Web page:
The Buddha Vanishes?


It is a headline seemingly so odd that, upon reading it, one’s first thought is that it must be incorrect: “In Japan, Buddhism May Be Dying Out.”

The New York Times reported on this, noting that, in funerary matters,

the Japanese have traditionally been inflexibly Buddhist — so much so that Buddhism in Japan is often called “funeral Buddhism,” a reference to the religion’s former near-monopoly on the elaborate, and lucrative, ceremonies surrounding deaths and memorial services.

But that expression also describes a religion that, by appearing to cater more to the needs of the dead than to those of the living, is losing its standing in Japanese society.

“That’s the image of funeral Buddhism: that it doesn’t meet people’s spiritual needs,” said Ryoko Mori, the chief priest at the 700-year-old Zuikoji Temple here in northern Japan. “In Islam or Christianity, they hold sermons on spiritual matters. But in Japan nowadays, very few Buddhist priests do that.”

Mr. Mori, 48, the 21st head priest of the temple, was unsure whether it would survive into the tenure of a 22nd.

“If Japanese Buddhism doesn’t act now, it will die out,” he said. “We can’t afford to wait. We have to do something.”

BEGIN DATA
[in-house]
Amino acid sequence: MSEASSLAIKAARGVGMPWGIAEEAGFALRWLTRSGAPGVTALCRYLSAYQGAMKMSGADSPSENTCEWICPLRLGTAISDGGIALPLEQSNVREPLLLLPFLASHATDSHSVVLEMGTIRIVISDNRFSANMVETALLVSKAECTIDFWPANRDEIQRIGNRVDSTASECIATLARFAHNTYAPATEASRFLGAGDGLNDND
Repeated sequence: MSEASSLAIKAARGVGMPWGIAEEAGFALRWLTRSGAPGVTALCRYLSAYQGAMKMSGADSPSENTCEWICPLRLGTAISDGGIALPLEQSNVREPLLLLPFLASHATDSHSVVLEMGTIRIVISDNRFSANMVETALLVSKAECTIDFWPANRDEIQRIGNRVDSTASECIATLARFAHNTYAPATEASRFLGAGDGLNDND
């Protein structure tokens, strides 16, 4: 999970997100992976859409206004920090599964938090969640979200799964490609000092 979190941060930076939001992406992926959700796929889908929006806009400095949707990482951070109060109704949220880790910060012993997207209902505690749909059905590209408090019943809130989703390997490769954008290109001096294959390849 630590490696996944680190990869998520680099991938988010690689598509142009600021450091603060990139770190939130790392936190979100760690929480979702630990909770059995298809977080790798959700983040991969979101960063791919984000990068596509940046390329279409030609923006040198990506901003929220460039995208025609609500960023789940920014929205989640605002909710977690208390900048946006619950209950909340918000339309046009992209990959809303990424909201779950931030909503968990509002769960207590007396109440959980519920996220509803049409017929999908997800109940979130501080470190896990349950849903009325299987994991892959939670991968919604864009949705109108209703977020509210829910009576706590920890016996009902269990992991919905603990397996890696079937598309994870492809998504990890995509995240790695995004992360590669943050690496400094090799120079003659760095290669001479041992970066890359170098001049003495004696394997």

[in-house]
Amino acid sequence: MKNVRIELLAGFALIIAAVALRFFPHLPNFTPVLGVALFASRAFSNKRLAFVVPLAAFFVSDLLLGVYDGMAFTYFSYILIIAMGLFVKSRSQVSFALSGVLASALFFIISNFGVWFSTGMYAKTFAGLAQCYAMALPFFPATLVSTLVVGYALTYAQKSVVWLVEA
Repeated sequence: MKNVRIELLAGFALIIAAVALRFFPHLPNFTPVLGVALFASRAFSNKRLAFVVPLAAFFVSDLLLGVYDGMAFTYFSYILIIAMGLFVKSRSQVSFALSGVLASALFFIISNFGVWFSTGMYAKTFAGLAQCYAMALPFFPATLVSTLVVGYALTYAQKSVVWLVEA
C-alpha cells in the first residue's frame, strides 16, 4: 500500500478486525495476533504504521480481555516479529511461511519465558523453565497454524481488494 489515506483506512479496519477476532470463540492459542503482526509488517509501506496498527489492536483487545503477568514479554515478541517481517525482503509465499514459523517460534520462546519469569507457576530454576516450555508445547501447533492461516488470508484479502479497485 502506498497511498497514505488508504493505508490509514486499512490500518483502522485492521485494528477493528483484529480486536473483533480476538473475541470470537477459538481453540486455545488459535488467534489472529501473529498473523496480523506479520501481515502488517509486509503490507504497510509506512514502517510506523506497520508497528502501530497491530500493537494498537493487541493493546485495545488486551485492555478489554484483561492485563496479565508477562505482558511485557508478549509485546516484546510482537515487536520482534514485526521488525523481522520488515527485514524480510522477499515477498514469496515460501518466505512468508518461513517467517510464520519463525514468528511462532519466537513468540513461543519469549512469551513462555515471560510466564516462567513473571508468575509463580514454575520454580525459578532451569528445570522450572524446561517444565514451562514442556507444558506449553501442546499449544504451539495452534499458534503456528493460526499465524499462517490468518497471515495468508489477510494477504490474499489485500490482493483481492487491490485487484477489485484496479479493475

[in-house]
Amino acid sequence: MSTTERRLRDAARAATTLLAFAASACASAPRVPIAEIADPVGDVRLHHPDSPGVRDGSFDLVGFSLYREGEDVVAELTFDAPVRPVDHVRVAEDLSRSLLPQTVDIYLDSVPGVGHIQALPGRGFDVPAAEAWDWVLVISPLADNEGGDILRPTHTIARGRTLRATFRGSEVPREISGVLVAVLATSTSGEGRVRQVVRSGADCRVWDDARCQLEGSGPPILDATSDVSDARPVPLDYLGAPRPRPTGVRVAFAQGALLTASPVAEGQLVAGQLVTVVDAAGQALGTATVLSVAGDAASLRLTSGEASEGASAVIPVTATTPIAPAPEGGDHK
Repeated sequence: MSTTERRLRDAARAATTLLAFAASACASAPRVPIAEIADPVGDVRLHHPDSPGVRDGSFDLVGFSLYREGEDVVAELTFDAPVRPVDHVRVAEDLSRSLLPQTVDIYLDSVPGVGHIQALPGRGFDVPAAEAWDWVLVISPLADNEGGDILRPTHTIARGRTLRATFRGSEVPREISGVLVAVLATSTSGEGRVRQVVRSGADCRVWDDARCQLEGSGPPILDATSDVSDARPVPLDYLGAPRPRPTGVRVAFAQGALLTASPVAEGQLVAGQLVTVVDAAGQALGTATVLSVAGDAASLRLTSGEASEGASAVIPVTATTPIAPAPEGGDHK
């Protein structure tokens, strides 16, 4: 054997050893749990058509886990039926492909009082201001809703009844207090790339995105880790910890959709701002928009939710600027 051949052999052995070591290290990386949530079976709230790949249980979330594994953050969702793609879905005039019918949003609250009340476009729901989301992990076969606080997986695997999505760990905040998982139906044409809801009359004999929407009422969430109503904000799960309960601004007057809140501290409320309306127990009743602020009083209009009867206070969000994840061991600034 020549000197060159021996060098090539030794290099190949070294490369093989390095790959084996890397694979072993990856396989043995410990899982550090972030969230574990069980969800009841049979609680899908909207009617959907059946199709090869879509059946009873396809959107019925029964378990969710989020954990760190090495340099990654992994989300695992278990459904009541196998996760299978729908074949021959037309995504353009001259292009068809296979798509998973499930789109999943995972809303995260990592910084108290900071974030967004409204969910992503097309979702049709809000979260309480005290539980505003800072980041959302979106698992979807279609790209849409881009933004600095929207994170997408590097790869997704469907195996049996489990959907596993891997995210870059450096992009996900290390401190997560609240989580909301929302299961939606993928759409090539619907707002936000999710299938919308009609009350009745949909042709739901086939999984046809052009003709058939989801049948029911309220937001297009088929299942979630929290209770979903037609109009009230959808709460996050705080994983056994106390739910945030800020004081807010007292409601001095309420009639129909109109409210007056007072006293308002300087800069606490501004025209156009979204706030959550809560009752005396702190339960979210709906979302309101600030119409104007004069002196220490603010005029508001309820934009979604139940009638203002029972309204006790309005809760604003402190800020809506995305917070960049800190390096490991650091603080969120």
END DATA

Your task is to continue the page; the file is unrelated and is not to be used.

The piece adds that

Not only has the number of temples in Japan been dipping — to 85,994 in 2006, from 86,586 in 2000, according to the Japanese Agency for Cultural Affairs — but membership at many temples has fallen.

In a distant way, it reminds me of the way Roman Catholic churches have been threatened with closing in Harlem, due to declining numbers.

I’m curious where this story is going, what the upshot will be, and if there will be any sort of ripple effect in Asian Buddhism from this development.


1 comment so far ↓

#1 hal on 03.18.11 at 12:05 pm

…and replaced by what?….false western religions?

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